Nidhi Chauhan of Parle Agro India said, "It was 1985, when we gave India its first beverage in a Tetra Pak. And so, with Frooti, for the first time ever, consumers could walk away from a shop with a drink in hand."
Tetra Pak’s six layer packaging includes four layers of polyethylene with paperboard and aluminium sandwiched to offer a recyclable packaging solution. The fact is two out of every five Tetra Pak packs are recycled at Tetra Pak’s Chakan facility.
The Rs 700-crore Chakan facility was inaugurated in 2013 with a production capacity of 8.5 million packages a year. The plant also has potential to scale upto 16 billion packages with the ever growing consumption in India, South East Asia and Middle East.
The Chakan plant’s core focus is on the Tetra Classic Aseptic (TCA) and Tetra Fino Aseptic (TFA) eyeing the rural markets of India. Small packets of TFA which starts from five small sizes of 100 ml, 200 ml, 250 ml, 500 ml and 1000 ml and TCA that comes for 65 ml.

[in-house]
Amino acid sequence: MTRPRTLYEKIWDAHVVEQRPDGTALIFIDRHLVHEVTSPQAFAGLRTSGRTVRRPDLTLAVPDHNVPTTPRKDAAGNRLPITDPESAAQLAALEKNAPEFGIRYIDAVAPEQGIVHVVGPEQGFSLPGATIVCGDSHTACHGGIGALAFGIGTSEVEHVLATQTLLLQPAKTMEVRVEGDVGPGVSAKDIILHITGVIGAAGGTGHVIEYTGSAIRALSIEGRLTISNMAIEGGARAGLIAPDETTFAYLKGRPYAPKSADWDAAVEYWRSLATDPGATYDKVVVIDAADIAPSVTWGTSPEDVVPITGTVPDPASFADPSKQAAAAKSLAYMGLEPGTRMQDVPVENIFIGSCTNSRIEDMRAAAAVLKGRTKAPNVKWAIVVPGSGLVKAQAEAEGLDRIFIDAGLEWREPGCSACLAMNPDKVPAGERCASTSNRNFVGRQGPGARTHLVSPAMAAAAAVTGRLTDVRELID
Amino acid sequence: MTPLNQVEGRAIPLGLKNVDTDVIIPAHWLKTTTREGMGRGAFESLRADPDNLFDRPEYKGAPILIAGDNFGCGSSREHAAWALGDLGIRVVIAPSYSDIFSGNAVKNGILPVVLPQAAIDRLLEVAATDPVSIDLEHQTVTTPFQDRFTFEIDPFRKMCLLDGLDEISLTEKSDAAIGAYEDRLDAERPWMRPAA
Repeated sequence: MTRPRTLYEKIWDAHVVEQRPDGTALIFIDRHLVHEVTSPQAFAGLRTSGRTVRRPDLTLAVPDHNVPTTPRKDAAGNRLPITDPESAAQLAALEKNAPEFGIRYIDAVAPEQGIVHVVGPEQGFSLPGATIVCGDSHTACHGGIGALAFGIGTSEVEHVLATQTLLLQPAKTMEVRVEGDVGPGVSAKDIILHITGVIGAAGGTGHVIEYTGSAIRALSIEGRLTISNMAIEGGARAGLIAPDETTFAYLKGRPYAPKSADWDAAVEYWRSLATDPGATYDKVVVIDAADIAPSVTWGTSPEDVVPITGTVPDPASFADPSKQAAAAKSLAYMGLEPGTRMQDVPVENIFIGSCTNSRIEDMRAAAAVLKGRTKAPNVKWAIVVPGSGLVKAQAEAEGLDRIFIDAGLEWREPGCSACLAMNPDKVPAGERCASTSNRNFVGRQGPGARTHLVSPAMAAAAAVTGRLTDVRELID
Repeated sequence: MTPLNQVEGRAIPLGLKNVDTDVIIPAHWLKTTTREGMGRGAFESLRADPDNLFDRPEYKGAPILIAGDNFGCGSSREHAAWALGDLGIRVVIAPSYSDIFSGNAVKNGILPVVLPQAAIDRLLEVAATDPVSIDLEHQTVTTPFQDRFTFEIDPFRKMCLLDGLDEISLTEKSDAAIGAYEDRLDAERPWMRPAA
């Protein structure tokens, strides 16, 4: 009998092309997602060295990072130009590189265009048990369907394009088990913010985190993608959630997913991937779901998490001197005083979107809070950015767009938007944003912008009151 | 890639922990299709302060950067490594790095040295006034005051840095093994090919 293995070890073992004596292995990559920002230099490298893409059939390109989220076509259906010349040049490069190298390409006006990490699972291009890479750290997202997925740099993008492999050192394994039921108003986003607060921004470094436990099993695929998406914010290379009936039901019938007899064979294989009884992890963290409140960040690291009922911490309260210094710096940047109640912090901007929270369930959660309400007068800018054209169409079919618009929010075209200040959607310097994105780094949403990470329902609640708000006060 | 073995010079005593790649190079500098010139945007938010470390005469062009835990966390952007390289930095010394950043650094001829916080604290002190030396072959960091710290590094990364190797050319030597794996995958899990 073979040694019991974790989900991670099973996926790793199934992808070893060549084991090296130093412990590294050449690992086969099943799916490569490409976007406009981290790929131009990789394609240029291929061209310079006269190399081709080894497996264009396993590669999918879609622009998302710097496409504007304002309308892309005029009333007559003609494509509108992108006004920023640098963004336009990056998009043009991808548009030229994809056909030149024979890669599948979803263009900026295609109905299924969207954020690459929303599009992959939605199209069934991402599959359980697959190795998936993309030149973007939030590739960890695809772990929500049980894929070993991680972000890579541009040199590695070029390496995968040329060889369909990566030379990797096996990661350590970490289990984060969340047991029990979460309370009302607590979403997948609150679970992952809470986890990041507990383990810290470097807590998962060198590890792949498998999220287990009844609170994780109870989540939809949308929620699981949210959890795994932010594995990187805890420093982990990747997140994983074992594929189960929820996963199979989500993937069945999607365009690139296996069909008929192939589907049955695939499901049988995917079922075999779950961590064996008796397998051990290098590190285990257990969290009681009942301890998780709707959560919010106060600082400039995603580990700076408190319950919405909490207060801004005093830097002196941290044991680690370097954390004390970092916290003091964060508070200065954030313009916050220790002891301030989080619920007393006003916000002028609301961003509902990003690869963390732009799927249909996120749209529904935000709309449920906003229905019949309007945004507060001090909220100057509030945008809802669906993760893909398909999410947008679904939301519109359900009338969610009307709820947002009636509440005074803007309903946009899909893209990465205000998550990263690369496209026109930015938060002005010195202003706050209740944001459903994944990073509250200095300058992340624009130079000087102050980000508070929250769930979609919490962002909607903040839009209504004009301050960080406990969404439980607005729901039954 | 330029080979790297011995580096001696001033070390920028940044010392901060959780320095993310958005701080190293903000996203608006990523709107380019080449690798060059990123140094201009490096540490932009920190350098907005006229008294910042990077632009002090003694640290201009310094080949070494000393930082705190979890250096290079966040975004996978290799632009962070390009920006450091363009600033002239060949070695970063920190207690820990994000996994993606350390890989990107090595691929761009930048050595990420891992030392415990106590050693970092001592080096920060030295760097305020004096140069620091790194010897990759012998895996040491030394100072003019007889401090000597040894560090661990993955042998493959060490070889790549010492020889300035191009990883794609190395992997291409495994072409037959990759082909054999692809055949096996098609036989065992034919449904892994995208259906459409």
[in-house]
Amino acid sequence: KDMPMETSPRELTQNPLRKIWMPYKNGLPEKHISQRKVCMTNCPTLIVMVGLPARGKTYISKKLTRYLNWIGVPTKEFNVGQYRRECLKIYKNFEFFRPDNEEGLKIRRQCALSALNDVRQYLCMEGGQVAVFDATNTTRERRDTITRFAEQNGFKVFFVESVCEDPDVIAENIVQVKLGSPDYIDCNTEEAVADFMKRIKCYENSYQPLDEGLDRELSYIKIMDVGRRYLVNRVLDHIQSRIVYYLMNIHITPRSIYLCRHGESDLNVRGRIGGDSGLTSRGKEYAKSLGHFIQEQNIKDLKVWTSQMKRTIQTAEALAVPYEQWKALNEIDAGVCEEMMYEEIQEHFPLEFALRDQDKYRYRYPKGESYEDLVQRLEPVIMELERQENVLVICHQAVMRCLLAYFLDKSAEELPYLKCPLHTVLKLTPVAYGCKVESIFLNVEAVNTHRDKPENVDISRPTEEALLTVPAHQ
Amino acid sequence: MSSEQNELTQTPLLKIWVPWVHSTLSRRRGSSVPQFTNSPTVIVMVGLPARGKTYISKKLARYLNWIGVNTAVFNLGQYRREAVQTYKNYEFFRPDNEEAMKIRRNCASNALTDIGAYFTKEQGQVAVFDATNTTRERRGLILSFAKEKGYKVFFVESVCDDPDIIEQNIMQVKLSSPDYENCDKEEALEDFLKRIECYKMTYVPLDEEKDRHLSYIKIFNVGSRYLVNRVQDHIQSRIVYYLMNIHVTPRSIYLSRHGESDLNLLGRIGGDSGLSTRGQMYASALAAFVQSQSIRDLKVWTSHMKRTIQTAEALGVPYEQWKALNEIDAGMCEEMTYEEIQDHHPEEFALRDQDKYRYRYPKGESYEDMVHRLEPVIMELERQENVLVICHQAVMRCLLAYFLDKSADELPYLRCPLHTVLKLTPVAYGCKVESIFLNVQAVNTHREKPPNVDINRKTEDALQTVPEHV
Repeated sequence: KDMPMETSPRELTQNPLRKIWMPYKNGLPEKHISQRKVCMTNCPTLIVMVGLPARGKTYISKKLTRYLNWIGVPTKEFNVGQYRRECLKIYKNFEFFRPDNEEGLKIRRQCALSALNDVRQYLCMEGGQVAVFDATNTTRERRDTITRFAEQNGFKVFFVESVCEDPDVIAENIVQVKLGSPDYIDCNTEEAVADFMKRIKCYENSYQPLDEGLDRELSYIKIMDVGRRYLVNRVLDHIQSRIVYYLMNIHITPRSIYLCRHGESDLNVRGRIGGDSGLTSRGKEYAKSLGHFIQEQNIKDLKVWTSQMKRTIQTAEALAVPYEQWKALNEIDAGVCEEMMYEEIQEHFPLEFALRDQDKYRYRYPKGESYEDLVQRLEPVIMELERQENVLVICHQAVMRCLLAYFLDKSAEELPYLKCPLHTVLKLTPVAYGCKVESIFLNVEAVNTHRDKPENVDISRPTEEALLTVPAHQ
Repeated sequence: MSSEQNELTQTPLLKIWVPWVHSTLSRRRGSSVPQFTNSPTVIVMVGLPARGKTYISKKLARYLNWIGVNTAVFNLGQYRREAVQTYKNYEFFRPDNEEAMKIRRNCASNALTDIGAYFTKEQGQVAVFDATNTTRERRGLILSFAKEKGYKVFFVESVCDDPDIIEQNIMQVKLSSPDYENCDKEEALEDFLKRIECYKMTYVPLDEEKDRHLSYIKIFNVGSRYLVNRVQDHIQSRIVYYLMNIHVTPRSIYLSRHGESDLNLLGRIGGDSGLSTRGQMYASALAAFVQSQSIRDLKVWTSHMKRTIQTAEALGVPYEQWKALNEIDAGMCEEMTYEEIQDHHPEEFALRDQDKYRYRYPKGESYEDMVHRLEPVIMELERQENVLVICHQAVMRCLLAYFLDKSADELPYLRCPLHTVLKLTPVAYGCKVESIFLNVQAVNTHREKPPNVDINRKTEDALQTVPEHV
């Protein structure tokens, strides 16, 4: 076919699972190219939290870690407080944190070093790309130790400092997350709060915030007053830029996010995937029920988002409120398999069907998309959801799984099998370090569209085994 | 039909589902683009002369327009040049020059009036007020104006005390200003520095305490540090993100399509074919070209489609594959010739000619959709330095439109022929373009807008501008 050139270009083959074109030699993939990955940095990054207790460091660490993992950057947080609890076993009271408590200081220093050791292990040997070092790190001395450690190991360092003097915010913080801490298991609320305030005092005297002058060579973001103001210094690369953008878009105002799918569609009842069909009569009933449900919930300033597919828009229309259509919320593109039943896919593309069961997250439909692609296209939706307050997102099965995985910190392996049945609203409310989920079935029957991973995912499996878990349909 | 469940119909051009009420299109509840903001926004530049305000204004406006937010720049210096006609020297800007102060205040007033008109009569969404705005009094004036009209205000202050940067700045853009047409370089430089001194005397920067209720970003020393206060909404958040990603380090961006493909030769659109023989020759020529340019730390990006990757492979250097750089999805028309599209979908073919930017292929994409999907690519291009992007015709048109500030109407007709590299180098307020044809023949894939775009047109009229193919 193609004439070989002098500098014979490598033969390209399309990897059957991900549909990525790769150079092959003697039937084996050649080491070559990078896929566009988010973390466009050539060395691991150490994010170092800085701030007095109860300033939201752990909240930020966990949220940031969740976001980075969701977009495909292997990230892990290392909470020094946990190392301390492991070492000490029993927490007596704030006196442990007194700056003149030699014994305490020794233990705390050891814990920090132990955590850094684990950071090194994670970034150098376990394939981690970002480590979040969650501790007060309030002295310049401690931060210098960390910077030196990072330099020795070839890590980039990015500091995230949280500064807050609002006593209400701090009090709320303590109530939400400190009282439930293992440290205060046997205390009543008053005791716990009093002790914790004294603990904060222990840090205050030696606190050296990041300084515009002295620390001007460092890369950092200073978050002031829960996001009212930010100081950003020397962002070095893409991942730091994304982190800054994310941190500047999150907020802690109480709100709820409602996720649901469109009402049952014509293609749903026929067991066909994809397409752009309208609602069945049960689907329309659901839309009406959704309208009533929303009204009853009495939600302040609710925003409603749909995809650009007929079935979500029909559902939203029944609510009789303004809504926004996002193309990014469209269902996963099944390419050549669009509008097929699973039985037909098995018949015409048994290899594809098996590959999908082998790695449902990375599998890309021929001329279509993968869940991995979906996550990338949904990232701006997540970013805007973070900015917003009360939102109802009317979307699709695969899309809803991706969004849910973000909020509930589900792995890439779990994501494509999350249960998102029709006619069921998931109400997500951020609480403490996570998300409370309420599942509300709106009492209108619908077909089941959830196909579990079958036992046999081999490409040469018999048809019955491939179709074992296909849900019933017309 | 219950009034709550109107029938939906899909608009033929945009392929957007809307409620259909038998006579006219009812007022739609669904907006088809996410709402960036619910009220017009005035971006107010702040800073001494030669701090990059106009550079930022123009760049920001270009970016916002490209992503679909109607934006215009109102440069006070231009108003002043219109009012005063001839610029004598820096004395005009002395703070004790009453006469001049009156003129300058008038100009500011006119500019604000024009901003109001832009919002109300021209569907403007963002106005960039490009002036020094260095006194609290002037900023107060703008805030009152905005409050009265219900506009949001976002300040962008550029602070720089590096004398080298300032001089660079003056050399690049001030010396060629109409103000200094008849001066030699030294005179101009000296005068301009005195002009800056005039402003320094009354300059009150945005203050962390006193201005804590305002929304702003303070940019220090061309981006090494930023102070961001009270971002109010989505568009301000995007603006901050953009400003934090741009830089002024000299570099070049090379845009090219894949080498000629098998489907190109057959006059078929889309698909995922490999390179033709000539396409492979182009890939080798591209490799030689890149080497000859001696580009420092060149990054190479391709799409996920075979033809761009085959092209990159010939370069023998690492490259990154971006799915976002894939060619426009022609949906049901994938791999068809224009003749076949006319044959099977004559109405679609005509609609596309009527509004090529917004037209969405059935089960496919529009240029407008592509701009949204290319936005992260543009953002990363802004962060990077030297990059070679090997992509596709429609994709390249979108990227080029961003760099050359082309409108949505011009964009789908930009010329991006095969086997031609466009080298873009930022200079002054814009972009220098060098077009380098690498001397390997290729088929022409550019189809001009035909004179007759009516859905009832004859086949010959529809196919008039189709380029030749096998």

The Chakan facility, the one showcased in the documentary is Tetra Pak’s second largest plant after its Lund plant in Sweden.
Also according to the reports, Parle were the first ever to use a TCA Tetra Pak, the small little triangular pack that can be sold in chains of multiple packs and known as the samosa pack.
The documentary showcased Tetra Pak's automated solution for juices and dairy milk applications. Its aseptic processing technique, a key process in their production shopfloor allows liquid food to retain colour, texture, natural taste and nutritional value for up to 12 months, without the need for preservatives or refrigeration.
Tetra Pak has six aseptic packaging systems: Tetra Brik Aseptic, Tetra Evero Aseptic, Tetra Prisma Aseptic, Tetra Gemina Aseptic, Tetra Classic Aseptic (TCA) and Tetra Fino Aseptic (TFA).